What it is:
Taxes are required payments from citizens to governments. The payments fund projects and expenditures that serve the public interest.
How it works/Example:
Most taxes are legislated, meaning that representatives elected by the citizens of a country or region determine what activities to tax, how much to tax, when to collect those taxes, and how to administer the proceeds. Individuals, businesses, and other entities subject to the tax must remit the tax or face enforcement action.
Why it matters:
Taxes are a topic of fierce debate in economics, politics, public policy and investing. For example, one of the most controversial taxes in the United States is the federal income tax. In the U.S., we have a progressive tax, meaning that a person's tax rate rises as income rises.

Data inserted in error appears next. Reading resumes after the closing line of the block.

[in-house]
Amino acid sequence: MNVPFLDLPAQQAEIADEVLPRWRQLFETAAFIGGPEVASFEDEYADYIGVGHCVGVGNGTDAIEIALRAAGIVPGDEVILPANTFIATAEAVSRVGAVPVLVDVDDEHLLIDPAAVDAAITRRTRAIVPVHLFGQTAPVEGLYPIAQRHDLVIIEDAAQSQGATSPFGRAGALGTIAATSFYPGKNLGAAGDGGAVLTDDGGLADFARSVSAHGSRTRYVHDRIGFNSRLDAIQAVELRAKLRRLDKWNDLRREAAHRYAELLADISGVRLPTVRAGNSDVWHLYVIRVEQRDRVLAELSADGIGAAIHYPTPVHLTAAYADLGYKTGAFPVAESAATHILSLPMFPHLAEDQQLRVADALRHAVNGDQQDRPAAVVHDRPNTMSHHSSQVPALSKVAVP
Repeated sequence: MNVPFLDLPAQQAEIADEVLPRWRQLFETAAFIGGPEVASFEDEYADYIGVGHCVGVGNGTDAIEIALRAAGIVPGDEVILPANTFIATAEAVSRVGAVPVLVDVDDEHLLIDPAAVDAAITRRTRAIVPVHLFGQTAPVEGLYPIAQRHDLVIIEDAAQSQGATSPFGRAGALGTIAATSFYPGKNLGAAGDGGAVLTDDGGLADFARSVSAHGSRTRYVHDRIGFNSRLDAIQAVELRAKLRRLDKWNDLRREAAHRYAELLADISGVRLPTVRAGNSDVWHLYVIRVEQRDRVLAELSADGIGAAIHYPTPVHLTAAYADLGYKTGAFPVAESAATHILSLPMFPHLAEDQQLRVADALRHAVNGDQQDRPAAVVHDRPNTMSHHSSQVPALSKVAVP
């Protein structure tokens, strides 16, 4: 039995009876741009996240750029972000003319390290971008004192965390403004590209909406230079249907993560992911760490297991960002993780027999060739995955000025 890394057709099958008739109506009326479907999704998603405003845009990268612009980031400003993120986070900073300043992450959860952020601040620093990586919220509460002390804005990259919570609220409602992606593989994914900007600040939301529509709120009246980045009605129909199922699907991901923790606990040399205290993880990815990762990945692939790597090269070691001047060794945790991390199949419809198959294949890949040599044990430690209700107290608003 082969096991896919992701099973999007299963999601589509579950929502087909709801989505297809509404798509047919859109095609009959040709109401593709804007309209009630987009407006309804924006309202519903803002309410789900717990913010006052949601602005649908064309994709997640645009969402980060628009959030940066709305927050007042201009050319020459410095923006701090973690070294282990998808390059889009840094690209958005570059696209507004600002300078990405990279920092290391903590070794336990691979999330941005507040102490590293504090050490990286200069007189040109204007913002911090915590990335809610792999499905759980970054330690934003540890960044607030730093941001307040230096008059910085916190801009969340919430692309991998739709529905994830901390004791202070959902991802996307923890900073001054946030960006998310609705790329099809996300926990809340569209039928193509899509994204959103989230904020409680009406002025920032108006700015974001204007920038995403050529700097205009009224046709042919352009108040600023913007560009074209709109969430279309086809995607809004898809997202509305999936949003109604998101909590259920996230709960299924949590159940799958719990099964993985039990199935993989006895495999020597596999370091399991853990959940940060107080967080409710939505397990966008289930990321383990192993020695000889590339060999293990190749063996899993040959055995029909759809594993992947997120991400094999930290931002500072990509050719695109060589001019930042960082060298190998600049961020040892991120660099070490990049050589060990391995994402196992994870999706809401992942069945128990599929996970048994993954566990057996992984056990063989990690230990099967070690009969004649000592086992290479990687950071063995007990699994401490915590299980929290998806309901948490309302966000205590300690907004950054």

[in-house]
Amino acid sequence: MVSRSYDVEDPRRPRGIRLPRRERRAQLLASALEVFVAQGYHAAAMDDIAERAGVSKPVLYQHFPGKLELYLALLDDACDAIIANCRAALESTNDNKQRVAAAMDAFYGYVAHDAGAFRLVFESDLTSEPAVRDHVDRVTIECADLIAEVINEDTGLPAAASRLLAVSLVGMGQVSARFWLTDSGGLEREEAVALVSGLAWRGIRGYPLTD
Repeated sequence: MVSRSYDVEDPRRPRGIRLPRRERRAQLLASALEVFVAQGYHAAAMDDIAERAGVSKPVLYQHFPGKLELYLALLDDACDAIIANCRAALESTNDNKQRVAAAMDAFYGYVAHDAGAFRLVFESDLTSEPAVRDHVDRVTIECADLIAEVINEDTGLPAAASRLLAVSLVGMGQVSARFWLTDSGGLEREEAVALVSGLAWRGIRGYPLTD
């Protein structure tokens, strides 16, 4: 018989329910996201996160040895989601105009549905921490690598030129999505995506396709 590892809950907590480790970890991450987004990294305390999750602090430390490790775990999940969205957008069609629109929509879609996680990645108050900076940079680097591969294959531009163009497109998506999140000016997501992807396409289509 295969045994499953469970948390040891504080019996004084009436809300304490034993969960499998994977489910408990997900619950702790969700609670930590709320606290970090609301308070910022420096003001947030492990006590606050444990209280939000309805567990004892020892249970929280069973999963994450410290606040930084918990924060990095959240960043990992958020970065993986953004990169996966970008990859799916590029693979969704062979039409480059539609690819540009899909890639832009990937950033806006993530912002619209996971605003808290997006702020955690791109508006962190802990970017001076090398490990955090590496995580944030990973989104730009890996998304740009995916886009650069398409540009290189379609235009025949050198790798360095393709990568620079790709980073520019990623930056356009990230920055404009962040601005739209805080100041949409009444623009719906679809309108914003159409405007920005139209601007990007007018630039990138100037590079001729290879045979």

Economically speaking, one of the biggest effects of taxation is the impact it has on consumption. Generally, consumers will consume less when taxes rise and consume more when taxes fall.
In the investing world, taxes are also a major consideration. Some transactions trigger tax liabilities while others do not. The timing of buying and selling certain investments may trigger different tax liabilities. Ultimately, taxes reduce returns, and wise investors will consider their effects in all of their financial decisions.